Influence of sleep disturbances on age at onset and long-term incidence of major cardiovascular events: the MONICA-Brianza and PAMELA cohort studies.
- Public Health Research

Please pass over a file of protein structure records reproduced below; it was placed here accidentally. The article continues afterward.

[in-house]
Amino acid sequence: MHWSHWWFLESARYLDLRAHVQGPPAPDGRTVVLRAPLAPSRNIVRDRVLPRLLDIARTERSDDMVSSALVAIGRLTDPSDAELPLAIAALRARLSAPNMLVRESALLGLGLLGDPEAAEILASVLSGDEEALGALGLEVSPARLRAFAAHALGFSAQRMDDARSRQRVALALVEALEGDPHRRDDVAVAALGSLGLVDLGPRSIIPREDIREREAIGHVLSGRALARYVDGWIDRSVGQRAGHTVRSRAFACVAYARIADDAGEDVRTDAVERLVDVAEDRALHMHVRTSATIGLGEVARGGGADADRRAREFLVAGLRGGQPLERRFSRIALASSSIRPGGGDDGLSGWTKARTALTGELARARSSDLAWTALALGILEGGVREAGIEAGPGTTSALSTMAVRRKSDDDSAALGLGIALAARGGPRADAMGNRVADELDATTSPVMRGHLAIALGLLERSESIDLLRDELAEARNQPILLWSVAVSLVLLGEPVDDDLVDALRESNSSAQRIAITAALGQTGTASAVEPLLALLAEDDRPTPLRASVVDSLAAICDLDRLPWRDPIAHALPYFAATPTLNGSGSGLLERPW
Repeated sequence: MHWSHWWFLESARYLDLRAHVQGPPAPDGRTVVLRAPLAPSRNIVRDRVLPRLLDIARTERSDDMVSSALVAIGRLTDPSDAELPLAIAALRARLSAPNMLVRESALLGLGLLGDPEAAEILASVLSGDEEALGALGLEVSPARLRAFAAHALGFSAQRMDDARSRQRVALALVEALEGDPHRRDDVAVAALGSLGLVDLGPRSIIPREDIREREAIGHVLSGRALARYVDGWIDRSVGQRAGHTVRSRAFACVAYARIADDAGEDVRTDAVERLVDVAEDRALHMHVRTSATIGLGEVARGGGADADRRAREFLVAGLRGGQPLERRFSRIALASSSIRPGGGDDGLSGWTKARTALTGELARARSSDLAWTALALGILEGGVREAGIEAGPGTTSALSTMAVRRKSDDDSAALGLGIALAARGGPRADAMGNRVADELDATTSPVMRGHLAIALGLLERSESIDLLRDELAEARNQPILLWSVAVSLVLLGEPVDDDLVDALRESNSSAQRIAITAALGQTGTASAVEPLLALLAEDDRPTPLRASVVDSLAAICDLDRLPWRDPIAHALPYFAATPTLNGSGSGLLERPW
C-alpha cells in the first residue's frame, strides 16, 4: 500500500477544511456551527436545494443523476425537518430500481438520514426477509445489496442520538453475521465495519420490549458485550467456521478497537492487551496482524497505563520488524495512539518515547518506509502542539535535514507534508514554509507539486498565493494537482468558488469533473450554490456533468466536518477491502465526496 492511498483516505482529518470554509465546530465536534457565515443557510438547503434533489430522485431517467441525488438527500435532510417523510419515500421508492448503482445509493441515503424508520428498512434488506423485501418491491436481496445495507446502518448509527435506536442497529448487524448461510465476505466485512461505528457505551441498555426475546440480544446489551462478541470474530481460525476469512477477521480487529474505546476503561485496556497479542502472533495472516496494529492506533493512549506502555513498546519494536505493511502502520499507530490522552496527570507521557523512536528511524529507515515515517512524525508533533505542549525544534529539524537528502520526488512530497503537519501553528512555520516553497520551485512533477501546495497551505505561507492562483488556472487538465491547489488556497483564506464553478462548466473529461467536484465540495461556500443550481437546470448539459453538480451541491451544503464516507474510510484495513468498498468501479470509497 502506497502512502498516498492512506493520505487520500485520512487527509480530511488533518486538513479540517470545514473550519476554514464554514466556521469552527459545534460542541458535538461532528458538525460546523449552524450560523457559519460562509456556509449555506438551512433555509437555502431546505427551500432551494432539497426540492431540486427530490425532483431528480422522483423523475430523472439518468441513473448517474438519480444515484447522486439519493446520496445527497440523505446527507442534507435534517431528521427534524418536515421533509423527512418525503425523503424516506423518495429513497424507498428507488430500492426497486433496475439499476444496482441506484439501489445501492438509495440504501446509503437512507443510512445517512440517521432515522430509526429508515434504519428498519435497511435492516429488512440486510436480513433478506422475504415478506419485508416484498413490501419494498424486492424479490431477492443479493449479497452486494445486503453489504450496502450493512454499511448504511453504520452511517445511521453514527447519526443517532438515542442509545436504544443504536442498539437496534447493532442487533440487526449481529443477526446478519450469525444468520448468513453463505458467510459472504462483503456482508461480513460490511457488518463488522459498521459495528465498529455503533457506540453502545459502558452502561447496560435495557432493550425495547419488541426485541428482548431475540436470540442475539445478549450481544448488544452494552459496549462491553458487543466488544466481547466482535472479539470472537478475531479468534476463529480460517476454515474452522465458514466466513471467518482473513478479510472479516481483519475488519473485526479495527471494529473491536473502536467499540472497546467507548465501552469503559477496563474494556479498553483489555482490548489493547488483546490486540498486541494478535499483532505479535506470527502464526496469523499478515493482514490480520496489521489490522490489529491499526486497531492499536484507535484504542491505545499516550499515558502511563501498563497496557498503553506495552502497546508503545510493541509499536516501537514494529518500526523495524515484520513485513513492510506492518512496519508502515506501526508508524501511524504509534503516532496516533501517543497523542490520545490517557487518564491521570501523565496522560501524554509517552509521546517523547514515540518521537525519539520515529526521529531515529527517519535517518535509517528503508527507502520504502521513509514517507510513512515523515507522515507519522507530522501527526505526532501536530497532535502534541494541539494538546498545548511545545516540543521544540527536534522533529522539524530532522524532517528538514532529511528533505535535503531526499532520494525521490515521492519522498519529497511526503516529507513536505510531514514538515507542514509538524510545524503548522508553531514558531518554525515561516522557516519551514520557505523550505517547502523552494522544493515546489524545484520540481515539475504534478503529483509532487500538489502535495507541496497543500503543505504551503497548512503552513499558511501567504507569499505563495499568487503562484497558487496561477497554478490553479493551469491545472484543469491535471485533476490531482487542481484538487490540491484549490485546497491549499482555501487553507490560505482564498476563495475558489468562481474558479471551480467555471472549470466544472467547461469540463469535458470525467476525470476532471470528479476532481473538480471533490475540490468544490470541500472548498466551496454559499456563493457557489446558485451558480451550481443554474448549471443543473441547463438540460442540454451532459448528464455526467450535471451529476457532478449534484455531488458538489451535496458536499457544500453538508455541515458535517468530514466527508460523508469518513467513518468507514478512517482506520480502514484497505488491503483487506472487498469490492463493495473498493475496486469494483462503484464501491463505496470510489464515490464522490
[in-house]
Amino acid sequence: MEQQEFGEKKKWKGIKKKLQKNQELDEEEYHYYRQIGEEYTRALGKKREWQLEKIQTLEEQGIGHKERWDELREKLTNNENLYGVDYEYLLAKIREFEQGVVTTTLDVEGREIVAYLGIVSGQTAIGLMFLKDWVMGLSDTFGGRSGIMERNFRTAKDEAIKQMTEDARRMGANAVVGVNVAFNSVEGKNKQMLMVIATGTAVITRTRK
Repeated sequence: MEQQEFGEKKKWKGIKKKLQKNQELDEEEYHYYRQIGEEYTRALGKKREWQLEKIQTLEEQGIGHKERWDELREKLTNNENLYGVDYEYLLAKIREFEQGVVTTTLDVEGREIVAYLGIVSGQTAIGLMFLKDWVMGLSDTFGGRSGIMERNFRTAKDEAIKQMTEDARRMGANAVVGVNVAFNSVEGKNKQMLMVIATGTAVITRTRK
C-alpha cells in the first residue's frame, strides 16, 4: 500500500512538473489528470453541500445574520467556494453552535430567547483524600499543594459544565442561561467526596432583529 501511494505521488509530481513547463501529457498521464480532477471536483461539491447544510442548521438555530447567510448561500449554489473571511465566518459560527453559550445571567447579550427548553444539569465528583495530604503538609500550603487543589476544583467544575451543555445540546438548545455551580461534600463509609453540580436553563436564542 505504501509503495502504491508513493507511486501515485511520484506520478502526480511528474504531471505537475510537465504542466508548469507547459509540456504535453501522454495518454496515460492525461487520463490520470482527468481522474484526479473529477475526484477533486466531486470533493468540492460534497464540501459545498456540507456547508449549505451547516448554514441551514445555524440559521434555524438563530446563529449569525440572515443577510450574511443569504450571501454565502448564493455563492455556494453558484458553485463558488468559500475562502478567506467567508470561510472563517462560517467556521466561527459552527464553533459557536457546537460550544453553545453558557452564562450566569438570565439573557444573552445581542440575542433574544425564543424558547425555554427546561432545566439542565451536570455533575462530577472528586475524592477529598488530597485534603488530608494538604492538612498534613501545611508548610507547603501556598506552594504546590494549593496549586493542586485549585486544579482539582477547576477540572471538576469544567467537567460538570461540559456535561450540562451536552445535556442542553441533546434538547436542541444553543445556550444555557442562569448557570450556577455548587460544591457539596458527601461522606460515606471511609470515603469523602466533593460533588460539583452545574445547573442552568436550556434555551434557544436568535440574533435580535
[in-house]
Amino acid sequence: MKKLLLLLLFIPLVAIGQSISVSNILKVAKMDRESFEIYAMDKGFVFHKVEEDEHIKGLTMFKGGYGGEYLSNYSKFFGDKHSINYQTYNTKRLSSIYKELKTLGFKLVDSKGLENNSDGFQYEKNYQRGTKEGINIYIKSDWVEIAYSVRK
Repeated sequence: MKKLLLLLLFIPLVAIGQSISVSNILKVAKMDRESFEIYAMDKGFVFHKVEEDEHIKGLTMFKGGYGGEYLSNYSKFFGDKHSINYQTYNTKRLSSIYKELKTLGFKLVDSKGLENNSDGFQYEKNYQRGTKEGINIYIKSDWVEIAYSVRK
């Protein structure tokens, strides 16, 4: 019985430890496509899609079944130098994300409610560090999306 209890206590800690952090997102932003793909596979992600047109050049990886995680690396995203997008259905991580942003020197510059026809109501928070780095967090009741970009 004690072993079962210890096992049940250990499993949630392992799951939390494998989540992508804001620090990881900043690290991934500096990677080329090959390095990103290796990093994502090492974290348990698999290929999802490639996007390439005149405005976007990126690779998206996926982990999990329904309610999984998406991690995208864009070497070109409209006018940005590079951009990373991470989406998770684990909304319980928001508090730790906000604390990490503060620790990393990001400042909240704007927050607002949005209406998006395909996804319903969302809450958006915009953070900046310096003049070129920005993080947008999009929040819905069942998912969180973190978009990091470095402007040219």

OBJECTIVE: We examined the prospective associations of sleep disturbances and sleep duration with the long-term incidence of major cardiovascular disease (CVD) events, in a large cohort of Italian adult men. METHODS: A total of 2277 men aged 35-74 years of age and CVD free at baseline from the MONICA-Brianza and PAMELA population-based cohorts were followed up for a median of 17 years, for first coronary heart disease (CHD) or ischemic stroke events (fatal or nonfatal; n = 293). Sleep disturbances, based on the Jenkins Sleep Questionnaire, were categorized as none/some, moderate, or severe. Sleep durations were </=6 hours (short), seven to eight hours, and >/=9 hours (long) per night. RESULTS: At baseline, 855 men (38%) either reported sleep disturbances or were short or long sleepers. The presence of severe sleep disturbances increased the risk of first CVD (hazard ratio [HR] = 1.80, 95% confidence interval [CI] = 1.07-3.03) and CHD events (HR = 1.97, 95% CI = 1.09-3.56), in particular from the age of 48 years onward. In comparison to men sleeping seven to eight hours, long sleepers experienced a higher CVD risk (HR = 1.56, 95% CI = 1.10-2.22), due mainly to ischemic strokes, and starting at older ages (>/=60 years). A joint effect between disturbed sleep and short sleep duration on CVD and CHD events was also observed. Adjustments for physical activity and depression did not substantially modify these associations. CONCLUSION: Severe sleep disturbances and long sleep duration were associated with specific CVD endpoints and age at onset, potentially suggesting distinct underlying mechanisms. A short questionnaire discriminating different levels of sleep disturbances and sleep duration should be routinely adopted in CVD prevention programs to identify men at increased risk for early-onset events.